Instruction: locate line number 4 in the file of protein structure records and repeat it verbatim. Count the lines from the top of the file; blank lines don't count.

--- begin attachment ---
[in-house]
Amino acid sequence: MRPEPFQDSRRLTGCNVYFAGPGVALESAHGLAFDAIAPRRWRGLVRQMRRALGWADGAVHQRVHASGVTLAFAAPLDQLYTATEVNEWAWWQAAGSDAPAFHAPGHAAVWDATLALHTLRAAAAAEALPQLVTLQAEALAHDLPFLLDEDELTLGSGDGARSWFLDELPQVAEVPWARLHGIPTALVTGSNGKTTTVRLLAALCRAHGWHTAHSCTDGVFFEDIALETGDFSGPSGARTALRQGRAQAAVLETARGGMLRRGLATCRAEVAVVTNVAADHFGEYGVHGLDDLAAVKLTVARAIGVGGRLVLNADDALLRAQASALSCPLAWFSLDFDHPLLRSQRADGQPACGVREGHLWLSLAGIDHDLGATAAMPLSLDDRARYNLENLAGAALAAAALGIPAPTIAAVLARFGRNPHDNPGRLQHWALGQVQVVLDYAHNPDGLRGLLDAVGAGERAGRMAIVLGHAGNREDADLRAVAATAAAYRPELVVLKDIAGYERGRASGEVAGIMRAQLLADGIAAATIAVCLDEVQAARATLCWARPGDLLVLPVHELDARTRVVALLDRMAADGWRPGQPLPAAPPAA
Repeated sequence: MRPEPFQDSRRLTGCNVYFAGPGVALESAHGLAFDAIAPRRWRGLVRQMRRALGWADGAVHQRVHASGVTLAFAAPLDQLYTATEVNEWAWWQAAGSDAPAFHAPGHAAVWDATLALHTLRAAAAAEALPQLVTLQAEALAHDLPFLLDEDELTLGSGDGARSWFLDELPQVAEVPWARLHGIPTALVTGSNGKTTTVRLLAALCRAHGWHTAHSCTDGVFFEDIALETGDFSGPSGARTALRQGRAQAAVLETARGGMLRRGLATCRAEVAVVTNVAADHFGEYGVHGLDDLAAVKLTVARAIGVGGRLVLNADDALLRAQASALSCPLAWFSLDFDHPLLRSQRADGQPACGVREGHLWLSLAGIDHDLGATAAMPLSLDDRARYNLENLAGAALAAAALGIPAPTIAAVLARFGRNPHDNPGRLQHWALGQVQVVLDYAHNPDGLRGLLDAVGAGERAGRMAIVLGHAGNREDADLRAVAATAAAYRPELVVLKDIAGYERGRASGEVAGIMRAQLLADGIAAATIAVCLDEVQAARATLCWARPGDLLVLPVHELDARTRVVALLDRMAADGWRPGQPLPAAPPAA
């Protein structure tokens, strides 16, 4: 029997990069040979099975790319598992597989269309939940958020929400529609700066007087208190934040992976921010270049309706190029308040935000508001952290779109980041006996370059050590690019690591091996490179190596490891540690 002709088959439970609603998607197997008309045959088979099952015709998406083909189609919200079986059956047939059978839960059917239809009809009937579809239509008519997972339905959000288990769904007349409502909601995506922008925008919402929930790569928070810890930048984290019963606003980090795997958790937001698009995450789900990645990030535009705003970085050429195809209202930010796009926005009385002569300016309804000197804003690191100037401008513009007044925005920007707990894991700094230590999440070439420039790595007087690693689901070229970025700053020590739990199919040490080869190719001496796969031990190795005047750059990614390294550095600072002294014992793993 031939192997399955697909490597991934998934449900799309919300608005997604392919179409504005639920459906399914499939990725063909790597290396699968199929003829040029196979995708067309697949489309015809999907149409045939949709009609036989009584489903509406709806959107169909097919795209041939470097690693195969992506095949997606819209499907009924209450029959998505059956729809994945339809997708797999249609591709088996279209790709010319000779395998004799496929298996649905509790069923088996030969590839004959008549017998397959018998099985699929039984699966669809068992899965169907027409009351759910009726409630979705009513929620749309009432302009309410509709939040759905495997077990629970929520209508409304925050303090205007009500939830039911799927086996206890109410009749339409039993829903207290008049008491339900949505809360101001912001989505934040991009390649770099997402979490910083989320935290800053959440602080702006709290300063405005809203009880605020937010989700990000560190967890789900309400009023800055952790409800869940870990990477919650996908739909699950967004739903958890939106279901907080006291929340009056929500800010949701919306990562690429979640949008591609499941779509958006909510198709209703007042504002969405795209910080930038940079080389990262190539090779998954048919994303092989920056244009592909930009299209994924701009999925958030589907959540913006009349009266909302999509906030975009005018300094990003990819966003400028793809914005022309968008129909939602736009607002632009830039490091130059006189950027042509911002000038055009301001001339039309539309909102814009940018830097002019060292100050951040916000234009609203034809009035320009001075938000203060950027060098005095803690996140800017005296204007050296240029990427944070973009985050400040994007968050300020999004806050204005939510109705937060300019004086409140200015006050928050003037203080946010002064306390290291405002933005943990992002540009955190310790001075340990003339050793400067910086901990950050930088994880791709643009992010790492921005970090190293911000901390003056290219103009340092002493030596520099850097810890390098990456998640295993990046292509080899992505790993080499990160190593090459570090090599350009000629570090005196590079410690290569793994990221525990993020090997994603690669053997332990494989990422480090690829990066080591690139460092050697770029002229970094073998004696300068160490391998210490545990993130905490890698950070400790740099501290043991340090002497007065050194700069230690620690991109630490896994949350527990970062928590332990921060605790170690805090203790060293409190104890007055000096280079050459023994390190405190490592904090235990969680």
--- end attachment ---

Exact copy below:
């Protein structure tokens, strides 16, 4: 029997990069040979099975790319598992597989269309939940958020929400529609700066007087208190934040992976921010270049309706190029308040935000508001952290779109980041006996370059050590690019690591091996490179190596490891540690 002709088959439970609603998607197997008309045959088979099952015709998406083909189609919200079986059956047939059978839960059917239809009809009937579809239509008519997972339905959000288990769904007349409502909601995506922008925008919402929930790569928070810890930048984290019963606003980090795997958790937001698009995450789900990645990030535009705003970085050429195809209202930010796009926005009385002569300016309804000197804003690191100037401008513009007044925005920007707990894991700094230590999440070439420039790595007087690693689901070229970025700053020590739990199919040490080869190719001496796969031990190795005047750059990614390294550095600072002294014992793993 031939192997399955697909490597991934998934449900799309919300608005997604392919179409504005639920459906399914499939990725063909790597290396699968199929003829040029196979995708067309697949489309015809999907149409045939949709009609036989009584489903509406709806959107169909097919795209041939470097690693195969992506095949997606819209499907009924209450029959998505059956729809994945339809997708797999249609591709088996279209790709010319000779395998004799496929298996649905509790069923088996030969590839004959008549017998397959018998099985699929039984699966669809068992899965169907027409009351759910009726409630979705009513929620749309009432302009309410509709939040759905495997077990629970929520209508409304925050303090205007009500939830039911799927086996206890109410009749339409039993829903207290008049008491339900949505809360101001912001989505934040991009390649770099997402979490910083989320935290800053959440602080702006709290300063405005809203009880605020937010989700990000560190967890789900309400009023800055952790409800869940870990990477919650996908739909699950967004739903958890939106279901907080006291929340009056929500800010949701919306990562690429979640949008591609499941779509958006909510198709209703007042504002969405795209910080930038940079080389990262190539090779998954048919994303092989920056244009592909930009299209994924701009999925958030589907959540913006009349009266909302999509906030975009005018300094990003990819966003400028793809914005022309968008129909939602736009607002632009830039490091130059006189950027042509911002000038055009301001001339039309539309909102814009940018830097002019060292100050951040916000234009609203034809009035320009001075938000203060950027060098005095803690996140800017005296204007050296240029990427944070973009985050400040994007968050300020999004806050204005939510109705937060300019004086409140200015006050928050003037203080946010002064306390290291405002933005943990992002540009955190310790001075340990003339050793400067910086901990950050930088994880791709643009992010790492921005970090190293911000901390003056290219103009340092002493030596520099850097810890390098990456998640295993990046292509080899992505790993080499990160190593090459570090090599350009000629570090005196590079410690290569793994990221525990993020090997994603690669053997332990494989990422480090690829990066080591690139460092050697770029002229970094073998004696300068160490391998210490545990993130905490890698950070400790740099501290043991340090002497007065050194700069230690620690991109630490896994949350527990970062928590332990921060605790170690805090203790060293409190104890007055000096280079050459023994390190405190490592904090235990969680």